In Flanders fields the poppies blow
Between the crosses, row on row,
That mark our place: and in the sky
The larks still bravely singing fly
Scarce heard amid the guns below.
We are the dead: Short days ago,
We lived, felt dawn, saw sunset glow,
Loved and were loved: and now we lie
In Flanders fields!
Take up our quarrel with the foe
To you, from failing hands, we throw
The torch: be yours to hold it high
If ye break faith with us who die,
We shall not sleep, though poppies grow
In Flanders fields.
~ Composed by Lieutenant Colonel John McCrae at the battlefront on May 3, 1915 during the second battle of Ypres, Belgium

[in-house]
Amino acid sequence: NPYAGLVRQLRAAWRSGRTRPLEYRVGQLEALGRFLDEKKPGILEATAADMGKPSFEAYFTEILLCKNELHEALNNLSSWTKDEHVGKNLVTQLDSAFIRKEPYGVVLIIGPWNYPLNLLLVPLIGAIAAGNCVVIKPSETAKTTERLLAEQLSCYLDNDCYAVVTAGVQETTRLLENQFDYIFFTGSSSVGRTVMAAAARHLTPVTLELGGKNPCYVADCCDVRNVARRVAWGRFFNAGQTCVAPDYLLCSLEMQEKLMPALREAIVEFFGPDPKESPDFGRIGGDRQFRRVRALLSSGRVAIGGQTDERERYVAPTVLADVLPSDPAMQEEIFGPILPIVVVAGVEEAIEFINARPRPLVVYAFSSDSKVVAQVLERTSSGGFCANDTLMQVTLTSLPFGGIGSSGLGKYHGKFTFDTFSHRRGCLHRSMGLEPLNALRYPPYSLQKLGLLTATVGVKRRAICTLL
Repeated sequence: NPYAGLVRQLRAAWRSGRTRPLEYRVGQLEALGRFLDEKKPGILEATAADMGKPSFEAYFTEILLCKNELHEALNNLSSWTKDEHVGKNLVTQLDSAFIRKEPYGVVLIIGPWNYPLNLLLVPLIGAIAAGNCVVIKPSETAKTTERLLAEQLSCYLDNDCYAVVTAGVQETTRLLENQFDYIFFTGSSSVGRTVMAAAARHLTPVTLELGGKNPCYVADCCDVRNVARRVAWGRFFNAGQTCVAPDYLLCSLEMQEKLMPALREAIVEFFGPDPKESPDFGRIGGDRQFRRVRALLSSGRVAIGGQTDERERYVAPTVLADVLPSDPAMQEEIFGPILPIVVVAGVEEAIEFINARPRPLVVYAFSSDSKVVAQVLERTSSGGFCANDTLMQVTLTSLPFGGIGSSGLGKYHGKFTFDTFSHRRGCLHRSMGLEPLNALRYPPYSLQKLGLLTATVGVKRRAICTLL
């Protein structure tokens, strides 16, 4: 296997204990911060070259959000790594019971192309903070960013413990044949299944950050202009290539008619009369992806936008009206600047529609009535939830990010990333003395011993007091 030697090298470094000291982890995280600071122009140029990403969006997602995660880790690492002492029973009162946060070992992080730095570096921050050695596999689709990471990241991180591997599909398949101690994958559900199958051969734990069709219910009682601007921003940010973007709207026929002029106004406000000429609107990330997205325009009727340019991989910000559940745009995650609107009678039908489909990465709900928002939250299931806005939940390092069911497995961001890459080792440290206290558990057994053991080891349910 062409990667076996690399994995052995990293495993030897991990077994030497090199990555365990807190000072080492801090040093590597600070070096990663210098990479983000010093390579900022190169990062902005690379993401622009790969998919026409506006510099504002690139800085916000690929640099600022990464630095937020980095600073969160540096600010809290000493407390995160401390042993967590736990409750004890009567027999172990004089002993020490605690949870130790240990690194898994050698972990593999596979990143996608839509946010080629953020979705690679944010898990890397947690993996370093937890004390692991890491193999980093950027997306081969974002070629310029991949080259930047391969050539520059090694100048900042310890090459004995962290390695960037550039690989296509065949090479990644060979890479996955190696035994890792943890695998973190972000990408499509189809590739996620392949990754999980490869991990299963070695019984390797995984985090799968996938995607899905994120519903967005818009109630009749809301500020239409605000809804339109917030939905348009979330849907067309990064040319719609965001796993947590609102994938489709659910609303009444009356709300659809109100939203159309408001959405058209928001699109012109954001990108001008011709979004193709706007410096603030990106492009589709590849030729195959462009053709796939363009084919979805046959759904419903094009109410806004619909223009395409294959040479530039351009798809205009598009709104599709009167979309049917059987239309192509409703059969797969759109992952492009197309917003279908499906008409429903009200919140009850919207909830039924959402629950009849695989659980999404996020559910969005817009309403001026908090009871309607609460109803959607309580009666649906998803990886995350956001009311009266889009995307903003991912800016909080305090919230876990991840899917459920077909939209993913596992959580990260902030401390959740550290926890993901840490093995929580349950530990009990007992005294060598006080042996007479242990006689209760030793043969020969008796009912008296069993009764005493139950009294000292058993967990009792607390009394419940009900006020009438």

Remembrance Day 2016 I landed in Brussels very early on a rainy, dark morning. I made this journey to Belgium expressly to see the Flanders Fields Museum in Ypres, and finally meet up with my colleague who works there, Pieter Trogh, and to finally visit Adolf Reinach’s grave. Since the summer of 2015 I had been helping Pieter with information and materials on Reinach (and other early phenomenologists when possible) for an exhibition they would hold in 2016 titled ‘The War in Writing‘. This exhibition would highlight the ways people dealt with the experience of war through writing: letters, diaries, poetry, literature, but also afterwards, through official histories, regimental histories, critical reflections or pamphlets, and so on. This included the works of writers, poets, artists, philosophers, and journalists of different nationalities. In my case, Pieter was looking for written accounts by Reinach and other phenomenologists of war experience, reflections, and any philosophizing that happened on the battlefield in Belgium. It was a real pleasure to work with Pieter on this project, and it was wonderful to have the chance to meet him and tour the Ypres Salient with him as a guide.